History

Fact Explanation
Pruritic skin lesions Due to infection by staphylococcus aureus and group A streptococcus. Pruritus is seen especially if associated with atopic dermatitis, ie. owing to the inflammation [1].
History of predisposing factors: injury to skin, genetic & inflammatory conditions and cutaneous infections These predisposing factors act as portals of entry for pathogenic organisms. Minor cuts / ulcers cause primary impetigo while atopic dermatitis / insect bites / porphyria cutania tarda / sunburn / bullous pemphigoid / chronic lymphedema / cutaneous infections with herpes simplex, varicella zoster, herpes zoster and dermatophytes cause secondary impetigo [1].
References
  1. WOLFF, Klaus. Richard Allen JOHNSON. Fitzpatrick’s Color atlas and synopsis of clinical dermatology. 6th edition. Singapore: McGraw-Hill, 2009.

Examination

Fact Explanation
Non-bullous impetigo: Skin lesions are 1-3 cm size erosions with golden crusting. Central healing and satellite lesions may be present. Satellite lesions occur by autoinoculation [1]. Usually there are multiple lesions in a single patient, mostly involving the face [2]. Note: The golden/honey color of the lesions is not a distinguishing feature of impetigo, as there are other causes for this presentation as well [1].
Bullous impetigo: skin lesions are bullae and vesicles containing fluid/pus, with surrounding erythema. Exfoliative toxins of staphylococcus aureus produce blistering by cleaving cell adhesion molecules. When the bullae are ruptured yellowish exudate is released, followed by crust formation [2]. This is considered the localized form of staphylococcal scalded skin syndrome [3].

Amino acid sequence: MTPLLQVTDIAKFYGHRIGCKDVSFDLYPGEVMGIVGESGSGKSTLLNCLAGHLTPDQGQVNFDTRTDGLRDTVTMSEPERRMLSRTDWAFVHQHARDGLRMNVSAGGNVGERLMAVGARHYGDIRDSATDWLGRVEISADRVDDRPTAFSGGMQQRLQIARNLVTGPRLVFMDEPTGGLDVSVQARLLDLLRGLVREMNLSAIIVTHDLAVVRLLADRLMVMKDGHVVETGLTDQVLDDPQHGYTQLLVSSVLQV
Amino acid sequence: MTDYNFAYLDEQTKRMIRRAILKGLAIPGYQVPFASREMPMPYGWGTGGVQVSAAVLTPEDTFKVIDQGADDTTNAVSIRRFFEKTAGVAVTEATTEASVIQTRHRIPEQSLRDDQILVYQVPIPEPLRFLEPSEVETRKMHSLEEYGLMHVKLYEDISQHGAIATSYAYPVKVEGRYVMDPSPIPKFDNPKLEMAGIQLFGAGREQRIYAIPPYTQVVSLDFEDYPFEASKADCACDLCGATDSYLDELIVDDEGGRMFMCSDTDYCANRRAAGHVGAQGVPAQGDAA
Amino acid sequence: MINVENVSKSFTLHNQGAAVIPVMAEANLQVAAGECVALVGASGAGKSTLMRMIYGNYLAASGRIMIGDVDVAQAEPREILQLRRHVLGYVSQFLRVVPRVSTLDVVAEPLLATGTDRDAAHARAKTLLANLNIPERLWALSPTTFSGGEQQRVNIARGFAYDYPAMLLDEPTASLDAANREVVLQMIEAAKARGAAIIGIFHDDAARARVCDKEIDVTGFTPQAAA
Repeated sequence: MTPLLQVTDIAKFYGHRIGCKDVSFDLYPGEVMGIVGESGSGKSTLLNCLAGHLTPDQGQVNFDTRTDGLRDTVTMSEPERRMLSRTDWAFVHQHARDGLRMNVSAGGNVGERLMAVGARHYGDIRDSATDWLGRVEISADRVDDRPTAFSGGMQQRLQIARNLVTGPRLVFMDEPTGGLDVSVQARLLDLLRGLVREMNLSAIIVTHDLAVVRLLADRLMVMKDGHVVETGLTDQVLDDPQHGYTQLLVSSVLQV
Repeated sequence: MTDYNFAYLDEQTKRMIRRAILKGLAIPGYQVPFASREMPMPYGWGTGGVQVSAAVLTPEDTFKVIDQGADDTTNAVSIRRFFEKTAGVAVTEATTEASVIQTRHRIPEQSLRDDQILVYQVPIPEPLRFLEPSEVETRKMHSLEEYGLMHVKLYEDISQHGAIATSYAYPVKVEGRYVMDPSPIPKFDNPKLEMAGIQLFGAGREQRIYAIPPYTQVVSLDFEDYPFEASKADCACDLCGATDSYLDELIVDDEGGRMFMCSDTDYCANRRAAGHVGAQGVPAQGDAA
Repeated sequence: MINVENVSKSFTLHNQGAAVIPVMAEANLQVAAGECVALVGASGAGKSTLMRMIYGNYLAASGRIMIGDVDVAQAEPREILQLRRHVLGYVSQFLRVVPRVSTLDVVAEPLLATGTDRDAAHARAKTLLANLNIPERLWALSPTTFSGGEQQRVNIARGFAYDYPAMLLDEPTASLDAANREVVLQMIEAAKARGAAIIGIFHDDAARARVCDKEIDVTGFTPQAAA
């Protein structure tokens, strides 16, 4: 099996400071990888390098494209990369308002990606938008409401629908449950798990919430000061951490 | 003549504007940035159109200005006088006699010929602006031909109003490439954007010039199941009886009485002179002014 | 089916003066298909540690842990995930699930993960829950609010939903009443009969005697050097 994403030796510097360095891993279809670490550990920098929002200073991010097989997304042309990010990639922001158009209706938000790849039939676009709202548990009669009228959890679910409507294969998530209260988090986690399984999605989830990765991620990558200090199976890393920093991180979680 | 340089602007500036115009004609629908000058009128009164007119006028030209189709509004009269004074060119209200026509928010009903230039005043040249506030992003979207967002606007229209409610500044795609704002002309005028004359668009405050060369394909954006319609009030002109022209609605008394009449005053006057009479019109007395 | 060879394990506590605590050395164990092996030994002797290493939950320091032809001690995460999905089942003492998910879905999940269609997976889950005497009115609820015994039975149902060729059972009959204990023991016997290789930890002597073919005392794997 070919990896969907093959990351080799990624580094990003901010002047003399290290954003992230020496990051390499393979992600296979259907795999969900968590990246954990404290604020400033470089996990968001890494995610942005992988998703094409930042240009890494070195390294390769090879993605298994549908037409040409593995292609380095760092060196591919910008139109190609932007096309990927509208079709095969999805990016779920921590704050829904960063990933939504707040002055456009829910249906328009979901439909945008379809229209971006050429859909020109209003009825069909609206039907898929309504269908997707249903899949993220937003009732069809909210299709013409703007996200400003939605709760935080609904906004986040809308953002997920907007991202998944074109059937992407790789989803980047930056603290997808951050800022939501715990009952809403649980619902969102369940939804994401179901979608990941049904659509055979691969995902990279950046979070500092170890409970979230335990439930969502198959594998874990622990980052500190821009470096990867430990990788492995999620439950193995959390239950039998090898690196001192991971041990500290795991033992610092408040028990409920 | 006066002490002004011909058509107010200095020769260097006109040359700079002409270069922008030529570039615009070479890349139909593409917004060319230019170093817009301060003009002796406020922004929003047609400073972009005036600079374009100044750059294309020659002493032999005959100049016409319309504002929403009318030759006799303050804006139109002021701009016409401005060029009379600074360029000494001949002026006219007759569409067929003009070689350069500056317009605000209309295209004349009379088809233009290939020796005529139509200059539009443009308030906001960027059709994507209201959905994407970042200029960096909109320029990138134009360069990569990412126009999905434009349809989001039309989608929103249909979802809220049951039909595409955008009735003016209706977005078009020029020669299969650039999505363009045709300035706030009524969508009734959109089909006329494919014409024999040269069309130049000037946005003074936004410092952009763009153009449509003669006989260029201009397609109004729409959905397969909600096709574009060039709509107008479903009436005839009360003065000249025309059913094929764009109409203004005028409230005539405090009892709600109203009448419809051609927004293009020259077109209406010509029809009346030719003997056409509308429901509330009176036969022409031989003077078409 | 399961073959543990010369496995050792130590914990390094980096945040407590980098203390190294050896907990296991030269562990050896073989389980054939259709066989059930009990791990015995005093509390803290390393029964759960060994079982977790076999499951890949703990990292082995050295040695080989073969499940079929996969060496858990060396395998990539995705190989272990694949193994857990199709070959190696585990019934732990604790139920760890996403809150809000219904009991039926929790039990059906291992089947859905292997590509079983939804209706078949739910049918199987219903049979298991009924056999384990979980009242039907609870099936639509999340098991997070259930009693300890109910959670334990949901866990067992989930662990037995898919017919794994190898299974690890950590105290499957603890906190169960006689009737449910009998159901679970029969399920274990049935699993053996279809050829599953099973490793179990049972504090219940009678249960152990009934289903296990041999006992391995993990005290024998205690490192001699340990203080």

Underlying skin conditions predisposing to impetigo may be observed. Patients with atopic dermatitis / sunburns / abrasions / lymphedema / ulcers are more prone to develop impetigo, as a breach in the skin is essential for staphylococcal infection [2].
References
  1. WOLFF, Klaus. Richard Allen JOHNSON. Fitzpatrick’s Color atlas and synopsis of clinical dermatology. 6th edition. Singapore: McGraw-Hill, 2009.
  2. WELLER, Richard, John HUNTER, John SAVIN, Mark DAHL. Clinical Dermatology. Fourth Edition. Singapore: Blackwell Publishing, 2008.
  3. ELIAS, Peter M., S. William LEVY. Bullous Impetigo. Archives of Dermatology [Online]. American medical association. June 1976, 112,856-8 [viewed 18 March 2014].

Differential Diagnoses

Fact Explanation
Allergic contact dermatitis Produces bullae, erosions and crusting in severe lesions. May have pruritus [1].
Herpes simplex viral infection Usually causes vesicular lesions. May even cause patches of erythema and erosions [1].
Dermatophytosis May form bullae. The site of the lesions are commonly the feet (tenia pedis), trunk (taenia corporis), groin (taenia cruiris), hands (taenia mannum), and the face is usually spared unlike in impetigo [1]. Taenia capitis is also an important differential to consider [2].
Scabies Causes itchy skin lesions which consist of nodules and burrows. May have eczematous dermatitis [1].
Thermal burns Causes blisters similar to bullous impetigo [1].
Bullous pemphigoid This is an autoimmune diseases that produces bullae and blisters associated with itching. Bullae are large and tense. Urticarial plaques may be seen in the surrounding skin[1].
Pediculosis (scalp lice) This is a cause of pruritus and excoriation in the area around the face and head. Important: always consider this differential in patients presenting with recurrent impetigo [3].
References
  1. WOLFF, Klaus. Richard Allen JOHNSON. Fitzpatrick’s Color atlas and synopsis of clinical dermatology. 6th edition. Singapore: McGraw-Hill, 2009.